Saturday, April 20, 2019
Thursday, March 21, 2019
I was talking to a business acquaintance about my new consultancy focusing on digital marketing and his first question unexpectedly made me stumble. "What exactly is digital marketing?"
Those of us who live in the digital world take it for granted that everyone must know what that means. But this question was a great reminder that digital marketing -- and indeed the entire world wide web -- is still the Wild West. Most people don't really understand how it works or what it is. This is even true for business owners and professionals.
In the case of what digital marketing services I offer my clients, here is a brief summary along with some helpful resources to learn more.
Website Development - This one is probably the most tangible and easy to grasp. Everyone knows what a website is, right? But what it takes to put one together? Not so much. I am not a web developer, but I know how to help businesses build the right kind of website for their needs. This includes choosing the right content marketing platform (there are more than just Wordpress, although that is widely used), defining the site architecture and organization (the navigation and content areas), directing the design (the look and feel of the site), writing the content (my personal specialty), and optimizing the site for SEO (also my personal specialty). You can literally build a website for $10 (like this one on Blogger) or you can spend ... virtually any amount of money. I'm working on a project now that is five figures. My piece of it is tiny, but depending on functionality, number of pages and other factors, the sky is the limit.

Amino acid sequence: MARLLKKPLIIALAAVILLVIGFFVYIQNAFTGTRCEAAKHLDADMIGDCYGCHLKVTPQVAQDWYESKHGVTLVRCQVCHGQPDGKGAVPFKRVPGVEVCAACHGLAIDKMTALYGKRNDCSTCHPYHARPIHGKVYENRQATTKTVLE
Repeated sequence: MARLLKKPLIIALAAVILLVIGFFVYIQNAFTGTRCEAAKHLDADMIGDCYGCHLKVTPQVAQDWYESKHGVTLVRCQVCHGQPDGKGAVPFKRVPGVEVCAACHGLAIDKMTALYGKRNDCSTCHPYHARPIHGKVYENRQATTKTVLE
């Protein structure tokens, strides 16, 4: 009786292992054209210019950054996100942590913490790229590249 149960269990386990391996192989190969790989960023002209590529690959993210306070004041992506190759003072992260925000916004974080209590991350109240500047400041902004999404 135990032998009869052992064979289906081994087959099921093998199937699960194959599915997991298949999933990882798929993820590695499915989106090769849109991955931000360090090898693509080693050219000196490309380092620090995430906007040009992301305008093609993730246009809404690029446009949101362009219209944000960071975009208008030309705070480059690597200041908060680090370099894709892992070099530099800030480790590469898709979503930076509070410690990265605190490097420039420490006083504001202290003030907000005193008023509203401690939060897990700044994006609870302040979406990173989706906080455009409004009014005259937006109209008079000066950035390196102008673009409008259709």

Social Media Management - There is more to this than posting on Facebook. I'm Hootsuite certified in Social Media which means I've received advanced training in not only using their tools but also how to maximize your impact on all your social media channels, including YouTube, LinkedIn, Twitter, Instagram and Facebook.
I strongly recommend creating annual, monthly and weekly social media calendars and taking a disciplined approach to posting so that your efforts support larger business initiatives. I work with my clients to develop a marketing strategy and then create these calendars to help them reach their business goals.
Email Marketing - Email marketing is undergoing a resurgance. In the context of an increasingly complex and confusing social media environment, email marketing makes a lot of sense.When you use a properly opted in list of prospects, customers and past customers, you can create targeted meaningful communications. Best of all, it's all measureable right through the purchase path, which makes it a great tool for those with online booking or e-commerce solutions.
I can help businesses set up with the right Email Marketing platform for their uses. This can be popular solutions such as MailChimp and Constant Contact, and other CRM solutions like Salesforce that are more appropriate for larger businesses. I've used them all and there are pros and cons to each of them. But understanding the benefits of list segmentation, the importance of multi-variate (A/B) testing and the value of attracive and well written email content - that's where the magic lies.
Content Marketing - The Content Marketing Institute defines Content Marketing as a strategic marketing approach focused on creating and distributing valuable, relevant, and consistent content to attract and retain a clearly defined audience — and, ultimately, to drive profitable customer action. A simpler defintion is that it's the creation and sharing of online material (such as videos, blogs, and social media posts) that does not explicitly promote a brand but is intended to stimulate interest in its products or services.